• Reduction in rights: This reduces the rights of the defaulting LP, allowing the GP to declare that it is no longer an LP and has no voting rights, nor any rights to gain from allocations into its capital account until such time as the capital account is reduced to a zero balance;
  • Forfeiture: This allows for the forfeiture of the defaulting LPs capital account balance and the forfeiture of any right to future profit allocations. Forfeited amounts are typically re-distributed proportionately among the remaining non-defaulting LPs;
  • Withholding distributions: The LPA will typically allow for a GP to refuse to distribute cash to the defaulting LP and to apply the proceeds to discharge outstanding capital calls and expenses (including any interest accrued); and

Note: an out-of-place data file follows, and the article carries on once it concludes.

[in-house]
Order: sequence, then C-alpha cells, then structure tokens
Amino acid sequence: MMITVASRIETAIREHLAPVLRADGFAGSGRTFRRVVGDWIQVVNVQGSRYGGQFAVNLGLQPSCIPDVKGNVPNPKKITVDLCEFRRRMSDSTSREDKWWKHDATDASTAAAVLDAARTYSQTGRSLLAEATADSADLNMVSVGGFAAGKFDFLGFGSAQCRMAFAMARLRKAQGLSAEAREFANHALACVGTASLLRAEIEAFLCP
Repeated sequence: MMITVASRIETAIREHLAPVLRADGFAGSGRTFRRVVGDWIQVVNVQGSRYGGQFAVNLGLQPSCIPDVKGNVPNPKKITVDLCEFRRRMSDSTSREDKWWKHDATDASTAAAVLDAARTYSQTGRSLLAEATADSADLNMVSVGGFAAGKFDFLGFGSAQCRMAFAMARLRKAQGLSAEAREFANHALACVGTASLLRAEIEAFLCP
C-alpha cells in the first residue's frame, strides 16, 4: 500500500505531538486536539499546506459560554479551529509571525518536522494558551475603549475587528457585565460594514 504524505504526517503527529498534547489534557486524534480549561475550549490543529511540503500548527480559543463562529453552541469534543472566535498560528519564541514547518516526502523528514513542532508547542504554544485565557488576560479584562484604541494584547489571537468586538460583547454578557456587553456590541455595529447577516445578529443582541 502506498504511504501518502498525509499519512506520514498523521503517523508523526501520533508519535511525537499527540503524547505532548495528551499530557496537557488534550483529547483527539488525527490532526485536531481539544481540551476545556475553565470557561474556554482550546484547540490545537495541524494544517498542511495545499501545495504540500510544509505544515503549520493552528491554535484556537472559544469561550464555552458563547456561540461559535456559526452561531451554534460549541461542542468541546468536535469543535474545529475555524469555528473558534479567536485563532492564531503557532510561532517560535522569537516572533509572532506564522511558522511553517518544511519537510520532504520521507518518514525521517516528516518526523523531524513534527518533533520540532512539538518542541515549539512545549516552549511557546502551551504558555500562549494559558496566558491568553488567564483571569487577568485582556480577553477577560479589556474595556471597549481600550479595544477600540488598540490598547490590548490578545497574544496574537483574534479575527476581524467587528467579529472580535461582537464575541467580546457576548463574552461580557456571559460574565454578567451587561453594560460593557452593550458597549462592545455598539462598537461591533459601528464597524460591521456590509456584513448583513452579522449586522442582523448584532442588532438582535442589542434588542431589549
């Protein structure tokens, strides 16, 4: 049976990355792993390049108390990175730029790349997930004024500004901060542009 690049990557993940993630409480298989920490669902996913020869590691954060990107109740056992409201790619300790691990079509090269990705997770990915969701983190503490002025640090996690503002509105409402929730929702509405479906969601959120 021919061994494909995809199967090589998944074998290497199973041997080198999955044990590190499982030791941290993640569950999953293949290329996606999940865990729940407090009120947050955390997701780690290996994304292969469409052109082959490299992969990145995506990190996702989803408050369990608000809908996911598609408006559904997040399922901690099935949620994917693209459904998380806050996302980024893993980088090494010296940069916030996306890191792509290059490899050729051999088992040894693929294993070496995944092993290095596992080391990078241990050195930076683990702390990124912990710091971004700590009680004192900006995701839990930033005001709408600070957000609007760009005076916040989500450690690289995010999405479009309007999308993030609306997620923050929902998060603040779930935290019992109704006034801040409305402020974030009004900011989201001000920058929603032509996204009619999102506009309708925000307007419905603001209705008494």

• Liability for costs: Under the terms of the LPA, the GP will likely have the power to require that the defaulting LP bears all out-of-pocket expenses incurred by or on behalf of the ILP with respect to the default, including the costs of arranging any bridge financing.

As the provisions outlined above are not mutually exclusive, the GP may avail of any one or more options in instances where an LP is in default.

What are the consequences of a default for the non-defaulting LPs, the ILP and the GP?

Remaining Investors

The principal burden falling on non-defaulting LPs is the potential requirement to meet any shortfall in capital commitments. Therefore, it is common for LPs to seek strong enforcement powers for the GP to be included in the LPA so as to ensure appropriate remedial powers are in place and in the hope that it might act as a deterrent for potential defaults.